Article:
If you’ve been reading the site recently you will recall that we have been flooded with complaints related to potentially fraudulent activities by CBs in the India and Middle East regions. The CBs and their accreditation bodies in that region fall under the control of the regional accreditation group APAC (Asian Pacific Accreditation Cooperation.)
So far one specific accreditation body appears to be the source of much of these problems: IAS. Remember, “IAS” is an accreditation body, not to be confused with the top of the pyramid, “IAF.” I know, this alphabet soup is maddening.
The IAF has confirmed with me that despite their US address, the IAS falls under APAC’s watch because their primary area of business is “Asia.” (Don’t get me started on where IAF thinks “Asia” is.)
So we filed complaints with the various IAS-accredited CBs, and when they inevitably bungled their responses, we then filed escalations to IAS. When IAS bungled their reply, we collected a number of the issues into a single, massive complaint against IAS, submitting that to APAC.
APAC is (allegedly) working that issue.
At the same time, we’ve continued to get more reports of IAS-accredited registrars allegedly violating the accreditation rules, while using the IAS logo. So we continued to file new complaints against these CBs, while copying all the various parties: IAS, APAC and the IAF. This is to accomplish two things: first, to let the offending CB know that the various oversight bodies are being kept apprised of their alleged bad behavior, and second, to keep the various oversight bodies in the loop.
You’d think the oversight bodies would appreciate that. You’d be wrong.
A Drake from APAC, Not That Duck from AFLAC
Meet Graeme Drake, the Secretary of APAC. An Australian who operates APAC out of its headquarters in New South Wales — because apparently Australia is part of Asia now — Drake wrote me yesterday to ask that I stop sending APAC information pertaining to the bodies under its oversight. Seriously.
Keep in mind, APAC already has a formal compliant against IAS which it is supposed to be processing, and the additional information is directly related to new allegations of violations by IAS accredited registrars. This should be taken into consideration while they are processing the current complaint, but Drake doesn’t want that information, thank you very much.
Drake is apparently claiming he’s too busy to file a few emails for future reference. That’s too much for his busy day. In fact, his next email got snippier.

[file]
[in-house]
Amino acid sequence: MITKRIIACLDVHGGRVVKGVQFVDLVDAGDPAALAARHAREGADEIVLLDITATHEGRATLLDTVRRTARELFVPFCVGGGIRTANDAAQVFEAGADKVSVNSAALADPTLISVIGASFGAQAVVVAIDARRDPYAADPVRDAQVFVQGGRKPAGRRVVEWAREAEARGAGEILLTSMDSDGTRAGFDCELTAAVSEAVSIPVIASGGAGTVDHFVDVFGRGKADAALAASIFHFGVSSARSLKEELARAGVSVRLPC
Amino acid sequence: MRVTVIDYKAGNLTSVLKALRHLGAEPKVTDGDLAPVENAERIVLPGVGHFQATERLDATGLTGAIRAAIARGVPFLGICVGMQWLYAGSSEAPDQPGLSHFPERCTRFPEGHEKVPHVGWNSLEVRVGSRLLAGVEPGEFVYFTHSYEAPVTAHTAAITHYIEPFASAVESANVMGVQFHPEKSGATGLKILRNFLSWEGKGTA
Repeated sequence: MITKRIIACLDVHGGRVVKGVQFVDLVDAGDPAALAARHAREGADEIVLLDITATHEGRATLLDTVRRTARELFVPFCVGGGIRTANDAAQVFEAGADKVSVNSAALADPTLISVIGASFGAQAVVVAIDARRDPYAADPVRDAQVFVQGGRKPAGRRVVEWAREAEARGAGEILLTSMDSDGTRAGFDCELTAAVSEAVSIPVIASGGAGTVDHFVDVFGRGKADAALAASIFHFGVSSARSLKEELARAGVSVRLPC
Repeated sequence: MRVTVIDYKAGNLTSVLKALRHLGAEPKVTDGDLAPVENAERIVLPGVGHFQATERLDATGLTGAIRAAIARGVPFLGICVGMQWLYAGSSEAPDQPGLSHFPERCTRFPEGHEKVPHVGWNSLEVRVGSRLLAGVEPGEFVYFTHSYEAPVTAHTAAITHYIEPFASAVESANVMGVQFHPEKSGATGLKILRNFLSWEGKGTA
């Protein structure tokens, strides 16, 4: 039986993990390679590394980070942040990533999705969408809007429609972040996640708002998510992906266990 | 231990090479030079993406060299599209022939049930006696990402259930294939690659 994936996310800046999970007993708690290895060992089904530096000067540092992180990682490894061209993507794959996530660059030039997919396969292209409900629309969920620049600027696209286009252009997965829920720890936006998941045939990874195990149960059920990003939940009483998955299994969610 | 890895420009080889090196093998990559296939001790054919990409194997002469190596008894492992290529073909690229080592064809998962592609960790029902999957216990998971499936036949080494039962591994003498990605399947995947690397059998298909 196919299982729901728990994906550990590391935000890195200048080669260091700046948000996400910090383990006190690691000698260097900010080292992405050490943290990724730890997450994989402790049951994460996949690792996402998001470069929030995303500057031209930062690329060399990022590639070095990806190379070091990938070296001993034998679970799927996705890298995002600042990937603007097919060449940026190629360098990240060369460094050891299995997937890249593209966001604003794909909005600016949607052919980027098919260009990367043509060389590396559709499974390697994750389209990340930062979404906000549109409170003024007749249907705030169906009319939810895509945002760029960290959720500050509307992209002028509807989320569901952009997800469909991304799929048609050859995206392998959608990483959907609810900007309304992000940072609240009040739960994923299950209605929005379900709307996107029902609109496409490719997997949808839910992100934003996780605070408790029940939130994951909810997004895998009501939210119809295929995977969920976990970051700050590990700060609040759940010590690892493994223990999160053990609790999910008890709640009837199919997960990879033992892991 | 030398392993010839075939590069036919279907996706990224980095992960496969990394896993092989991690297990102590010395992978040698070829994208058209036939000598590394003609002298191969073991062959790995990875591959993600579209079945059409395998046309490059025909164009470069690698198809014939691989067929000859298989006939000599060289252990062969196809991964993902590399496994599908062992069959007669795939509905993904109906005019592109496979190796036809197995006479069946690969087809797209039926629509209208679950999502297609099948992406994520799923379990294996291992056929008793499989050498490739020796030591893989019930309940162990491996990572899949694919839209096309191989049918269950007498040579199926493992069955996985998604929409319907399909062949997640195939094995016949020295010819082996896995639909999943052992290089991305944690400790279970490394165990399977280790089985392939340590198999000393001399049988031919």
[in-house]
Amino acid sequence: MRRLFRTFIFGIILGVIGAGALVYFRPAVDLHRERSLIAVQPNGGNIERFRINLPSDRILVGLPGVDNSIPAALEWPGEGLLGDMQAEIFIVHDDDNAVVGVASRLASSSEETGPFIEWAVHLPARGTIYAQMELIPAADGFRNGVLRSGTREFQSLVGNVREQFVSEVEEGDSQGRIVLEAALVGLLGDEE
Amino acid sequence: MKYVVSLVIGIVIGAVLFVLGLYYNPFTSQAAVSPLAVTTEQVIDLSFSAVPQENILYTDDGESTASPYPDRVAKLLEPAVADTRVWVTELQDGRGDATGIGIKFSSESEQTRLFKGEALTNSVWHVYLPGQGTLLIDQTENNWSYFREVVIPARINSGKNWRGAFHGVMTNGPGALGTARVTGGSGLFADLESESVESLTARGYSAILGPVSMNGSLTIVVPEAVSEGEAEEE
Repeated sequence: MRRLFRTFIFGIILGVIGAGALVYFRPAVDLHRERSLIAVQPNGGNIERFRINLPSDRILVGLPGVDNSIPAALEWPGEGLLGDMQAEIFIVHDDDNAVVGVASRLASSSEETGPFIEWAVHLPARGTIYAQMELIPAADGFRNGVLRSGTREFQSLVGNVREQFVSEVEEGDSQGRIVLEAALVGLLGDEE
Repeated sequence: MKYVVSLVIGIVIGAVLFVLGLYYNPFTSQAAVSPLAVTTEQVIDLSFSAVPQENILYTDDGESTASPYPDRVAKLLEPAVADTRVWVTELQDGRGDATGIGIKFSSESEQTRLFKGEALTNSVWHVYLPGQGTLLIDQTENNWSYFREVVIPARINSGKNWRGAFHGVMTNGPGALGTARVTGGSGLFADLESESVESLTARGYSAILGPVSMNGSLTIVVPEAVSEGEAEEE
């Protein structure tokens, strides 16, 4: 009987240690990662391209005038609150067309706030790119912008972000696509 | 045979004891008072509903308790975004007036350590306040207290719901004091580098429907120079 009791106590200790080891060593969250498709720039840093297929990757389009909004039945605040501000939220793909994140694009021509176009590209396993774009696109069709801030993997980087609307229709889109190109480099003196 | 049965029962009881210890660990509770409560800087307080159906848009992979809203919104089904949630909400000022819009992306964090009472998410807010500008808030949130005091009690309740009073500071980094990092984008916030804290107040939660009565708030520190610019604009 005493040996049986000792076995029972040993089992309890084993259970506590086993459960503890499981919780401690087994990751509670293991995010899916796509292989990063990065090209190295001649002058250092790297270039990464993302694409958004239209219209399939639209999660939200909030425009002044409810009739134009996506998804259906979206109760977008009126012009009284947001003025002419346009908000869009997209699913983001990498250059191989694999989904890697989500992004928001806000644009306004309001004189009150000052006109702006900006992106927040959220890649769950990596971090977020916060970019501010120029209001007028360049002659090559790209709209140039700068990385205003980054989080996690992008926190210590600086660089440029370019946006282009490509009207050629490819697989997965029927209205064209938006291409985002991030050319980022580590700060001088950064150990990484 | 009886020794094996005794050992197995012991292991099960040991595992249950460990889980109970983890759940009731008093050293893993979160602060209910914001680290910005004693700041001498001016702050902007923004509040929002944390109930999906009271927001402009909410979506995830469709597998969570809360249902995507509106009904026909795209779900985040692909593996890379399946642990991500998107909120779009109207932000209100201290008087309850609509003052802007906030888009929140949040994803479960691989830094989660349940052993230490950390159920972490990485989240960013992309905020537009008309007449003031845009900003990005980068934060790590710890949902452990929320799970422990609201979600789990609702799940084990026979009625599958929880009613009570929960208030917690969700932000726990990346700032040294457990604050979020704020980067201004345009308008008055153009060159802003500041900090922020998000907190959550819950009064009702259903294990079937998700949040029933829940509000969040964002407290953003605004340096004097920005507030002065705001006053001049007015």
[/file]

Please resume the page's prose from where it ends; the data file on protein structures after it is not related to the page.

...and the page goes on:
Except there’s nothing stopping APAC from simply receiving and reviewing information that might be critical to its mission, which is to ensure the trust of accredited certifications emerging from its geographical region.
APAC only has one job: to enforce Accreditation Bodies’ compliance with the terms of its mutual recognition agreement (MRA), which includes compliance to ISO 17011. But Drake would intentionally deny APAC valuable information that helps it do just that.
This only makes sense if you believe that APAC isn’t really interested in doing its one job, and only interested in making it look like it’s doing its one job, collecting money as it goes.
This is yet another case of a career standards bureaucrat relying on an overstrict reading of some half-imagined rule in order justify not doing his job. (ANAB’s Lori Gillespie should be giving a masterclass on this approach.)
Furthermore, it’s the height of arrogance to try and impose restrictions or rules on honest stakeholders who are trying to give APAC valuable information to (again) support its mission. Maybe Drake has some APAC rule that says he can’t process information outside of a complaint, but he can’t stop me sending him that information. He can’t impose rules on third parties.
(FYI, there is no rule disallowing him from using information to make informed decisions and execute his mission.)
This telegraphs APAC’s eventual response to the formal IAS complaint, of course. It’s likely they will rule that IAS did nothing wrong, and will allow CBs and ABs to take on a new argument, that the accreditation rules don’t actually apply until after a certificate is granted. (That’s the IAS interpretation that landed them the complaint in the first place.)
Remember when the regional group EA ruled that it was fine that UKAS and Lloyds Quality Register handed out a quickie ISO 9001 certificate to a company that had been, just weeks prior, using a forged LRQA cert to commit a literal crime? So the bar is pretty low.
We need to stop calling what APAC and the IAF does as “oversight,” and call it what it really is: undersight.